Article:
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Dr. Gunter Wegener: Thermophilic oxidation of hydrocarbons without oxygen: A story about novel archaea, new pathways and interactions with bacteria


2018.05.23 | Anne Kirstine Mehlsen

Date Tue 08 May
Time 10:30 11:30
Location Ny Munkegade 116 – bldg. 1540 - 116


Dr. Gunter Wegener, Max Planck Institute for Marine Microbiology, Bremen, Germany MARUM, Center for Marine Environmental Sciences, Univ. Bremen, Germany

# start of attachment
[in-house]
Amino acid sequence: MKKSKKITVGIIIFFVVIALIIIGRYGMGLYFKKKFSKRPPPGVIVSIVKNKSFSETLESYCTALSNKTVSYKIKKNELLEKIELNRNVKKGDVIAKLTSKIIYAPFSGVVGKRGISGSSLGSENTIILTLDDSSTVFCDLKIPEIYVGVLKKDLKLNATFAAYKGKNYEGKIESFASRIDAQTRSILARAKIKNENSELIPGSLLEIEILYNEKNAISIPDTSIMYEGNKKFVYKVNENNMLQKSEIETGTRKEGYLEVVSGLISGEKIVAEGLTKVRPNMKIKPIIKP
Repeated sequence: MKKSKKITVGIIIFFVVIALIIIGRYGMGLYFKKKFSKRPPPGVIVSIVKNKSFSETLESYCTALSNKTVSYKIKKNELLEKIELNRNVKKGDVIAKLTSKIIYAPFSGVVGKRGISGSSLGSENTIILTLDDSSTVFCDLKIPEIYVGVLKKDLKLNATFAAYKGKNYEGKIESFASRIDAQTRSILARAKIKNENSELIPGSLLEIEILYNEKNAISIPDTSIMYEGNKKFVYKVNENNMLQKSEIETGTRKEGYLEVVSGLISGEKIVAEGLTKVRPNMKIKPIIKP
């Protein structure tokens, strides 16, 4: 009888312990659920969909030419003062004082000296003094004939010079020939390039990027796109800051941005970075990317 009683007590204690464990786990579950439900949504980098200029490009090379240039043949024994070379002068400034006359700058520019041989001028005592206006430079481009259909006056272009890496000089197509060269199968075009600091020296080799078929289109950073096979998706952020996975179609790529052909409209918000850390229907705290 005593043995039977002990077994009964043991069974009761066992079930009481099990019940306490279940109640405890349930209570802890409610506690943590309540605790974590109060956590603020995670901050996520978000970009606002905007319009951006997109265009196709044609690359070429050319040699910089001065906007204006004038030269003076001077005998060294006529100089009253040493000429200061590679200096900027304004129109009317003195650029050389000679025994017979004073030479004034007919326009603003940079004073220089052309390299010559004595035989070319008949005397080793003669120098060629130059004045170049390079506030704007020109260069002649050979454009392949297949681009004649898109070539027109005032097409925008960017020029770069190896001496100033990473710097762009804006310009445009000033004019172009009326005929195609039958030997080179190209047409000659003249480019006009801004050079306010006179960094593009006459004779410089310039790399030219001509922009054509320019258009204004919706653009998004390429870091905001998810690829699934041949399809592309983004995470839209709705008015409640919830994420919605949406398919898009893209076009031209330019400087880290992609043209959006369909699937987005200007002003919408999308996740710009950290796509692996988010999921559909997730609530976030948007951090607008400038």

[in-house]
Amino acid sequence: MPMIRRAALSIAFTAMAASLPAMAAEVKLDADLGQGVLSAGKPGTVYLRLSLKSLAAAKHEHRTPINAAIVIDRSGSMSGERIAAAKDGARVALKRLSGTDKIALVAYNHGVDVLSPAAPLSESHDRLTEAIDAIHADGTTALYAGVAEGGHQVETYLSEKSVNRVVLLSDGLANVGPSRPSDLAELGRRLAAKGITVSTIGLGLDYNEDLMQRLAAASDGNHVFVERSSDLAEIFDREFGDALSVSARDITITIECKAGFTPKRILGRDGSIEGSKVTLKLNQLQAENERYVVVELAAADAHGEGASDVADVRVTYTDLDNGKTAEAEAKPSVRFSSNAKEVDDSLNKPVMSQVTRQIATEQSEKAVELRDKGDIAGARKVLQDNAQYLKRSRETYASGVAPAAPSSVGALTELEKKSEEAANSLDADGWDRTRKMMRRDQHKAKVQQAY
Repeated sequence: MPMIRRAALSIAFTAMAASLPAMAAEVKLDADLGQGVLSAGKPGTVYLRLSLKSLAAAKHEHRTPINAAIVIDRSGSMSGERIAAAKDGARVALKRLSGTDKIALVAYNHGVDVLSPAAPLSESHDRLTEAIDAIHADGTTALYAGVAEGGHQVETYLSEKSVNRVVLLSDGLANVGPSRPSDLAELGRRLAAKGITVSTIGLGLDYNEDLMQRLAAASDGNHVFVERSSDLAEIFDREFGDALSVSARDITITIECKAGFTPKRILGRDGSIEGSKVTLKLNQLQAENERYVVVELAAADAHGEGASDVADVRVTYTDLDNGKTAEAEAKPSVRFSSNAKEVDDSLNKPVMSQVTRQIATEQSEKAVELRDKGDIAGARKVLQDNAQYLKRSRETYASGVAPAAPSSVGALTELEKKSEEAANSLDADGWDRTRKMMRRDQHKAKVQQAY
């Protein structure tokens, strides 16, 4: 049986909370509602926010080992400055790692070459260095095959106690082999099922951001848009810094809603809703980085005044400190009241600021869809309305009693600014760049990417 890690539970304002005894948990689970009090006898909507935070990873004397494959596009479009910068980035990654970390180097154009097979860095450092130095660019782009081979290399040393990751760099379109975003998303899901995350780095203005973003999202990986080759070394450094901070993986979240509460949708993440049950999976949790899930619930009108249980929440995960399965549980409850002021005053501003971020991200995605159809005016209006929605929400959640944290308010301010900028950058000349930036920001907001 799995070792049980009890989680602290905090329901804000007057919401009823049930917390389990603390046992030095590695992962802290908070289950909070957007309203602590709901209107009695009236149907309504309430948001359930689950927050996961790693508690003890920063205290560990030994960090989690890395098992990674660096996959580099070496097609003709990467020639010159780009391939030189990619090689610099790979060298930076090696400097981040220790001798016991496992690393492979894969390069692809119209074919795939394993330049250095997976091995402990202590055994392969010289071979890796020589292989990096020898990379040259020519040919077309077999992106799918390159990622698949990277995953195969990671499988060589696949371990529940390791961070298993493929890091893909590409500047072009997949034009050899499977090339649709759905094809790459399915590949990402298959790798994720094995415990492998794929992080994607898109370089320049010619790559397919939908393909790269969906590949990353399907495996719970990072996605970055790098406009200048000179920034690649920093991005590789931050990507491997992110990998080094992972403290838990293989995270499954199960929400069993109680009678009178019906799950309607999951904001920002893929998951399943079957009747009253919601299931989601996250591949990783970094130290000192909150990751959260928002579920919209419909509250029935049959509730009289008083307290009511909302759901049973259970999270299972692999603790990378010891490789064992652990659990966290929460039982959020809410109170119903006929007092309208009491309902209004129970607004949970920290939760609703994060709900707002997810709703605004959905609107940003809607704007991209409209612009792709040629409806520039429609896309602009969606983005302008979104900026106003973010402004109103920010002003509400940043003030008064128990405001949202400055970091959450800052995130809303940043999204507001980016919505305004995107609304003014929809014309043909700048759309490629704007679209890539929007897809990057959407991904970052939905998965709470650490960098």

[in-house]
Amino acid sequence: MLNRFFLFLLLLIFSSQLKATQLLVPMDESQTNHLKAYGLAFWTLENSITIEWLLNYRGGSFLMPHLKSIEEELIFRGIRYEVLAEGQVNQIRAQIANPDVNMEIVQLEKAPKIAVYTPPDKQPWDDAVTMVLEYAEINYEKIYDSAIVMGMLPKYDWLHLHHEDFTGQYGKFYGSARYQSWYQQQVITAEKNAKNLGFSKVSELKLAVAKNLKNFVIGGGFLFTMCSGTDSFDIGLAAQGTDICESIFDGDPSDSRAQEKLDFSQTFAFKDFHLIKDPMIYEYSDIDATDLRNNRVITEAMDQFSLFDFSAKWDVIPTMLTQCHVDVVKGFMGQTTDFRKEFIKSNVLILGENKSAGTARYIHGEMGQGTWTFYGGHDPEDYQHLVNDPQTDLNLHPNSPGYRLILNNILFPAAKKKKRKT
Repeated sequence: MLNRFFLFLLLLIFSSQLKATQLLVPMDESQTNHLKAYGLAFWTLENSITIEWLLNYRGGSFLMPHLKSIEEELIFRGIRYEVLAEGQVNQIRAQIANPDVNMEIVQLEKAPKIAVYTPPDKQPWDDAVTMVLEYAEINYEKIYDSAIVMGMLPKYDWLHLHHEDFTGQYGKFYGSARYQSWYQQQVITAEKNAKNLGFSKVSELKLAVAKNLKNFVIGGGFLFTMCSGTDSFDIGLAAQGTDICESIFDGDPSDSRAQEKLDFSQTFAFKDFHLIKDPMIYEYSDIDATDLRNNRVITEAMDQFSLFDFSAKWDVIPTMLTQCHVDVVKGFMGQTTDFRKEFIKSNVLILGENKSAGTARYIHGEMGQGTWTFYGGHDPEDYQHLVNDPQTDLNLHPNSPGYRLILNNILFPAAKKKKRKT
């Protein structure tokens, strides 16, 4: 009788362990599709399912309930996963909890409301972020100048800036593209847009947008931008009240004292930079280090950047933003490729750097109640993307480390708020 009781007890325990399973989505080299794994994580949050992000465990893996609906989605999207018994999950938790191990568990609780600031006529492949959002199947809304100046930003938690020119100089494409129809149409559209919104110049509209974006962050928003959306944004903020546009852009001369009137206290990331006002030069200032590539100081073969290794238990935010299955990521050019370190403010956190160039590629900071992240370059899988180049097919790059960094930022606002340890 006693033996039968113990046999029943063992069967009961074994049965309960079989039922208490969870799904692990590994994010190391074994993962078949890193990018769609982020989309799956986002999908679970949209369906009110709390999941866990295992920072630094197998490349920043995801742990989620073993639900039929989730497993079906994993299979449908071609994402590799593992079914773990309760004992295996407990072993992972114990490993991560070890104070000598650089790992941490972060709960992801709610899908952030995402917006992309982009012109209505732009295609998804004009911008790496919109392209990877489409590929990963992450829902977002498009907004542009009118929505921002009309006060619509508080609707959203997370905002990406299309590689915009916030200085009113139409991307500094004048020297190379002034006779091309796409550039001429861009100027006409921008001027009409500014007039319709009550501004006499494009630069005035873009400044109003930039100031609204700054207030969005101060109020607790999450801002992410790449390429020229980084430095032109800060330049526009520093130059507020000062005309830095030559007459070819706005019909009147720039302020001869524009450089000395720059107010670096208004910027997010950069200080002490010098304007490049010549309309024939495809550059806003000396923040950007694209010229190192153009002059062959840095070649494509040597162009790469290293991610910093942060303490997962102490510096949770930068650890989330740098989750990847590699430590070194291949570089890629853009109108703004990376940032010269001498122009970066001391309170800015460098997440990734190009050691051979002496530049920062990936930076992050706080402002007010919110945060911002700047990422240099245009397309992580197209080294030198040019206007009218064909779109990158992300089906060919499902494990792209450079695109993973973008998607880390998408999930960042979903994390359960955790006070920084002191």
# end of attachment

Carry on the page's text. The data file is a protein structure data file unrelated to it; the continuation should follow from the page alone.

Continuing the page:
Microorganisms love hydrocarbons and they make use of these compounds under oxic and anoxic conditions. Aerobic hydrocarbon degraders and their mechanisms to activate and oxidize their substrates are well-known for long, yet in marine sediments most hydrocarbons are already oxidized in anoxic layers, coupled to sulfate reduction. Until recently, the anaerobic oxidation of saturated higher hydrocarbons (≥C3) was solely described for bacteria that are capable of substrate activation via alkyl-succinate formation, its complete oxidation, and couple it with sulfate reduction. Instead, methane, the most abundant hydrocarbon in the seafloor, is consumed by anaerobic methane-oxidizing archaea (ANME). They use the same enzymes as their methanogenic relatives but in a reverse order with methyl-coenzyme M reductase (MCR) as central element. To yield energy from these reactions, the reducing equivalents need to be efficiently removed. However ANME themselves cannot dispose the electrons themselves, but they team up with sulfate-reducing bacteria forming iconic microbial consortia. For long the necessary interaction mechanisms were not understood, which was due to their extremely slow in vitro growth. I will talk about microbial enrichment cultures that my team and I obtained from the gas-rich hydrothermal vent sediments of the Guaymas Basin. We yielded sediment-depleted microbial enrichment cultures that oxidize methane, butane and various other hydrocarbons. In the thermophilic AOM culture we found that ANME-1 forms consortia with a novel type of partner bacterium, the deep-branching Ca. Desulfofervidusauxilii. Both organisms are connected by myriads of nanowire-like structures that apparently allow direct electron transfer between the ANME and their partner bacteria. Ca. Desulfofervidusalso appeared in the other enrichments. For instance using butane as substrate consortia with the before undescribed Ca. Syntrophoarchaeum(GoMArc87 clade) were formed. In a so far unprecedented case these archaea use a novel, highly modified variant of methyl-CoMreductase for the activation of the C4-compound butane to butyryl-CoM. This compound is fully oxidized by Ca. S. butanivorans, yet not all steps in this oxidation are understood. Similar to ANME, Syntrophoarchaeumcannot perform sulfate reduction, hence it transfers electrons to its partner bacterium. We now find that the non-methane activating type of methyl-CoMreductases has many different variants – that allow the activation of various compounds. The discovered new groups of archaea have some things in common: They grow slowly, form consortia and require partner bacteria, they interact by forming pili-like connections and, to our experience, demand high temperatures to compete over bacteria that use the same substrates. I will introduce ways to retrieve those cultures, and their analysis using microscopy, -omics approaches, metabolite analysis and will end with further perspectives in the field of anaerobic hydrocarbon oxidation.

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